Barely two weeks ago, Elon Musk proudly revealed the success, changes, and plans for SpaceX’s deep-space Starship program. Almost ironically, NASA was not too happy with the focus on yet another project that the popular space company is engaging it, not when SpaceX is also supposed to be working on manned flights for NASA. The very public spat between the two institutions naturally made rounds on the Internet and, perhaps to show they’re still on good terms, NASA made a visit to SpaceX HQ and affirmed its positive outlook for the first manned mission to the ISS from US soil.
NASA has contracted SpaceX and Boeing to develop manned capsules that will launch American astronauts to the International Space Station or ISS from US facilities. Despite its lead in certain aspects of space and rocket science, NASA lacks a way to do that on its own. Instead, it pays Russia $80 million per ticket, something the US undoubtedly wants to be free of eventually.
Given that backdrop, it’s not surprising that NASA took issue with Musk flaunting the Starship’s success while its own collab with NASA has been delayed. Both as a public show of solidarity and perhaps to also check that things are proceeding as scheduled, NASA chief Jim Bridenstine made a tour of SpaceX’s facilities and made plenty of joint statements on that front.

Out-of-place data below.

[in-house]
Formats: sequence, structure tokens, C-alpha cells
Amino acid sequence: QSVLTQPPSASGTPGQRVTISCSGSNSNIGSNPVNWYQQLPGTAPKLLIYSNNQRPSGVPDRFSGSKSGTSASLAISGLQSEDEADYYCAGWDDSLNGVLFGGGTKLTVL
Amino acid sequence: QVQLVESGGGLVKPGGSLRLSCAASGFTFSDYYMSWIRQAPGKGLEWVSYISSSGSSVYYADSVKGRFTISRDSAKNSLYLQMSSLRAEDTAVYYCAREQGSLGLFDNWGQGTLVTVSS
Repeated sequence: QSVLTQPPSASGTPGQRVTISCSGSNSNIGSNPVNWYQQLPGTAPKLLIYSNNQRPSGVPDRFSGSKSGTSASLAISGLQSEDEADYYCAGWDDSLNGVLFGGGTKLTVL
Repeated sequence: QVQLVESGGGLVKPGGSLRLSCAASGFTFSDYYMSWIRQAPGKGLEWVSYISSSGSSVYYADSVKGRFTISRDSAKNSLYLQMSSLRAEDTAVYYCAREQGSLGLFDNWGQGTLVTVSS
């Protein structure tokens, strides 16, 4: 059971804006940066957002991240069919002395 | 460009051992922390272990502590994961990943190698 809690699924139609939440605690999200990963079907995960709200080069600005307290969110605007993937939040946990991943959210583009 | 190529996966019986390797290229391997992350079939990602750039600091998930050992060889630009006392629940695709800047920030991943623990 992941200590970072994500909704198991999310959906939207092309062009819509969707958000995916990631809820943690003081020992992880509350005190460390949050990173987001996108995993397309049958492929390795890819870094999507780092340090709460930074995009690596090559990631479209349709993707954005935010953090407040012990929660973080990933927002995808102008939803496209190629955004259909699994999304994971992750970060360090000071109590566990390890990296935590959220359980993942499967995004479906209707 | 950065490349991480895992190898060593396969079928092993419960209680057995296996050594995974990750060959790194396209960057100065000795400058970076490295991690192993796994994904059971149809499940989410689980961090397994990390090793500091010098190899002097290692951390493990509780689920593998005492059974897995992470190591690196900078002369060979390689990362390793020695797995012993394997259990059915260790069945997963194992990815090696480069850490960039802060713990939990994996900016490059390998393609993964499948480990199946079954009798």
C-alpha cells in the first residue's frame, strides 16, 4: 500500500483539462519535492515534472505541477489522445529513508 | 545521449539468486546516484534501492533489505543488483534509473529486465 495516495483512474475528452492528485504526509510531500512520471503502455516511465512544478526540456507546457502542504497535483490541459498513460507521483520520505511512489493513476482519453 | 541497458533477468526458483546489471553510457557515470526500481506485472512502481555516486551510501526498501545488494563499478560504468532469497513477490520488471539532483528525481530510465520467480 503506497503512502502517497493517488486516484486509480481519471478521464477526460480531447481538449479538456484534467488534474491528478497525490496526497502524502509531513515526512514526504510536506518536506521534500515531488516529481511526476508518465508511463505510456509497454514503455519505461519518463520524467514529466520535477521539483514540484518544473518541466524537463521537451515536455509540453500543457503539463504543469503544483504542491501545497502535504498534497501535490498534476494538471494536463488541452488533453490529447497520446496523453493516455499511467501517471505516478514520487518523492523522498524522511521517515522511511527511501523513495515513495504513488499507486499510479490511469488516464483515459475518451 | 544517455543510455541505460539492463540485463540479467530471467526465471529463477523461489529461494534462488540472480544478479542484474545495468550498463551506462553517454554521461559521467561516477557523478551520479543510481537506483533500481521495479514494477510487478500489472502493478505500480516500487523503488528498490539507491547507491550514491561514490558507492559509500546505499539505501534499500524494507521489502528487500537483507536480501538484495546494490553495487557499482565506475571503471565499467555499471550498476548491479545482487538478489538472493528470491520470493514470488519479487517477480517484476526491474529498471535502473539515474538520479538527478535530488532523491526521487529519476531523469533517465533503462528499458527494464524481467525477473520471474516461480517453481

SpaceX’s Crew Dragon capsule was the focus of space news until one test ended up in flames, literally, last April. NASA and SpaceX have investigated the matter but revealed no details. Despite those delays, Bridenstine was quite confident that the timeline for a first quarter 2020 mission is still on track.
That said, Bridenstine also emphasized that the timeline could slip in the name of astronaut safety, which juxtaposed with the NASA chief’s earlier praise for SpaceX’s “fail fast then fix” strategy. Obviously, that can’t apply when you’re catapulting humans into space. For all its success in launching and landing rockets, SpaceX has not yet launched a human into orbit.